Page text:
(Click to enlarge photos-they look better and less grainy!)
Northern Shrike-South of the Soo
Sharp-tailed Grouse-South of the Soo
The first day of WPBO's Sault Ste. Marie field trip was today and we had great results. We started off the day at 8:00 in a caravan of 3 cars. The predicted snowfall overnight did come, and we got about 3-5 inches in Sault Ste. Marie. Our first stop was at the Edison Powerplant, where we had Common Goldeneyes, Common Mergansers, and Red-breasted Mergansers in the partly frozen St. Mary's River. While traveling along to our next stop, the Sugar Island Ferry, we had a close encounter with a Bald Eagle perched in a tree. We got a few more species at the Sugar Island Ferry and another Bald Eagle flew down the river. From here, we traveled down Nicolet Road and startled an immature Northern Goshawk off an old barn which flew way off into the distance. 1/2 mile later the Goshawk gave another pass flying quickly along the field by our cars. Traveling further down Nicolet, a group of 11 Sharp-tailed Grouse were spotted in a field, making this the first lifer for some on the trip. Great views were had by all, and then they took off across the road. We were able to find these birds again at our next stop, near 9 mile and Nicolet, and, amazingly, we had even better views of the Sharp-taileds perched at the top of some Tamaracks. Common Redpolls, woodpeckers, and a very surprising Common Grackle were also seen at this stop at some feeders. We continued on towards the Dunbar feeders, but not before encountering our first, of several today, Shrike along the way. Some distant Common Redpolls were also seen. At Dunbar, our group sort of split into two groups-one at the feeders, and one at the boat launch. At the boat launch, we had a single female Pine Grosbeak and another Bald Eagle gave a nice pass down the river. We then joined up with the rest of our group, as well as several other birders, and birded the Dunbar feeders. We had Pine Siskins, Common Redpolls, American Tree Sparrows, and Goldfinches. Then, all of a sudden, 5 grosbeaks flew from behind all of us and landed at the top of some trees near the feeders. Three of them were Pine Grosbeaks-2 female and a spectacular male, making this a life bird for some people who missed the one at the boat launch. And what were the other 2 grosbeaks next to it? None other than a male and female Evening Grosbeak! Just picture the top of a tree with both female and male Pine and Evening Grosbeaks in the same binocular view! Absolutely stunning! We reluctantly moved on towards Pickford by going down to 15 mile and heading west towards M-129. Along the way, a distant Shrike was spotted. As we stopped to get out our scopes, a magnificient dark-morph Rough-legged Hawk flew over the road, our first of the day. The Shrike was then viewed through our scopes and was a life bird for a couple of people. (The other Shrike in the day had only been seen briefly by a few people.) We made a brief stop in Pickford for lunch at the Main Street Cafe, before heading along towards Pennington and Gray Roads. Nothing of note was seen, except another Bald Eagle, until we got out at Gray Road. A light-morph Rough-legged Hawk at Gray Road was spotted way out in the distance and then viewed from scopes. From here we went on towards where a Snowy Owl had been seen yesterday-down Hancock Road. Down this road we saw another distant Rough-legged and a Red-tailed Hawk. We didn't see the Snowy Owl in the tree it was the day before, so we got out and searched both sides of the road. We scanned and scanned out in the distance before finding it right before our eyes sitting on the seat of a tractor! Scopes were set up on it and nice views were had by all, and it was another life bird for some people. (If you look at the most distant fenceposts in the picture above, that's where we were scanning.) And here's the part of the trip where you started to remember you were in the U.P. again. Soon after the Snowy Owl sighting, we were met with very strong winds, cold temperatures, and blinding snow. We headed very slowly down Townline Road and then up McCabe Road. Another Shrike and Sharp-tailed Grouse were seen by a few birders. From here we went west along M-48 to some feeders near Hantz Road which sometimes has Snow Buntings. Sure enough, 60+ were there although it was extremely hard to actually identify them through the white-out like conditions. We then went up Hantz Road and stopped at another spot for Snow Buntings, and much better views were attained by all. From here we briefly went around some neighborhoods in Rudyard looking at feeders, but only had a Pine Siskin. Due to the weather conditions, we decided to cut our trip a little short and headed up I-75 to some more feeders along M-129, south of 9 mile road. On I-75 another Bald Eagle and Rough-legged Hawk were seen. Another Shrike was found along the way, and at the feeders south of 9 mile were some more Redpolls, Pine Grosbeaks, and 3 Turkeys. Yet another Bald Eagle was seen here too. We started wrapping up our day by going back north and then east along 7 mile road. A Shrike was found here and the best views of the day were had by all. I, personally, had never had a Shrike so close and tame. We finished our day by heading north along Ridge Road and into the Soo again. Just an absolutely amazing day of winter birding around the Soo. We're looking forward to tomorrow!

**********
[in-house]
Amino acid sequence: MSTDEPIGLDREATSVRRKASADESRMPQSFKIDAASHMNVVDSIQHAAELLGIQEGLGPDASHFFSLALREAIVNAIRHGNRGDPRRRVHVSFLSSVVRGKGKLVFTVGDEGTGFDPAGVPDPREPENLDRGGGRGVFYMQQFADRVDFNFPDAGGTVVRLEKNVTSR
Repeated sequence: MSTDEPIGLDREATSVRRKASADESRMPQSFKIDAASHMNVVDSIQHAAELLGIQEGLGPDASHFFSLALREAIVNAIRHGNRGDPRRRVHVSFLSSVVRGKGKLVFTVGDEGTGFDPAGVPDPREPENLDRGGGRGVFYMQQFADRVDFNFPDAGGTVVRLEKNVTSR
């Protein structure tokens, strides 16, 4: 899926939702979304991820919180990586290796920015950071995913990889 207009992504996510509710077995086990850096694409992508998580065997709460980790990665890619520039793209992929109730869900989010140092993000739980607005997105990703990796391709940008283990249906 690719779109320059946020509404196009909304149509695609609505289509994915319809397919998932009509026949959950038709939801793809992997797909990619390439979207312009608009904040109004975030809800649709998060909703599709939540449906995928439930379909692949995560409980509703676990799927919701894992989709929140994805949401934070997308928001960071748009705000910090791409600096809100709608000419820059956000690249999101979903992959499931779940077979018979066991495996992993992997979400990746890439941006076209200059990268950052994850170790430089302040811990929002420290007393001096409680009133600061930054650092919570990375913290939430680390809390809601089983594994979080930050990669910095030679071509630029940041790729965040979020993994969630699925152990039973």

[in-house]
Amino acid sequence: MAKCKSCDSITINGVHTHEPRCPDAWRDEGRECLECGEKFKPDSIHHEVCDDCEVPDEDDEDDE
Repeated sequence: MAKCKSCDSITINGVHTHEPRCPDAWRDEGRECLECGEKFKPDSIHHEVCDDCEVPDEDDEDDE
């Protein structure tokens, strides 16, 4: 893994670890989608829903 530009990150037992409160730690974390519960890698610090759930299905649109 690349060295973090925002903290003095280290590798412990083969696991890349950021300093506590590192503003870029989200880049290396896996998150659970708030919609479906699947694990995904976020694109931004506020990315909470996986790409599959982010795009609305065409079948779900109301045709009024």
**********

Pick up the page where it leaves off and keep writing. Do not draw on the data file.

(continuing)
Does the above trip look and sound exciting? If so, there is still room on our February 19-20, 2011 trip for you. Yes, it was cold, but most of the birding is done by car and it's always a lot of fun. The birds more than make up for the cold weather. There is always the possibility of some more Northern Owls showing up by then too! If you want to sign up, here's the link to do so:
Here's the list of birds seen today-all of the 'winter birds', except the Northern Goshawk, were seen by all WPBO field trip members.
1/15/11 trip day list: 32 species
American Tree Sparrow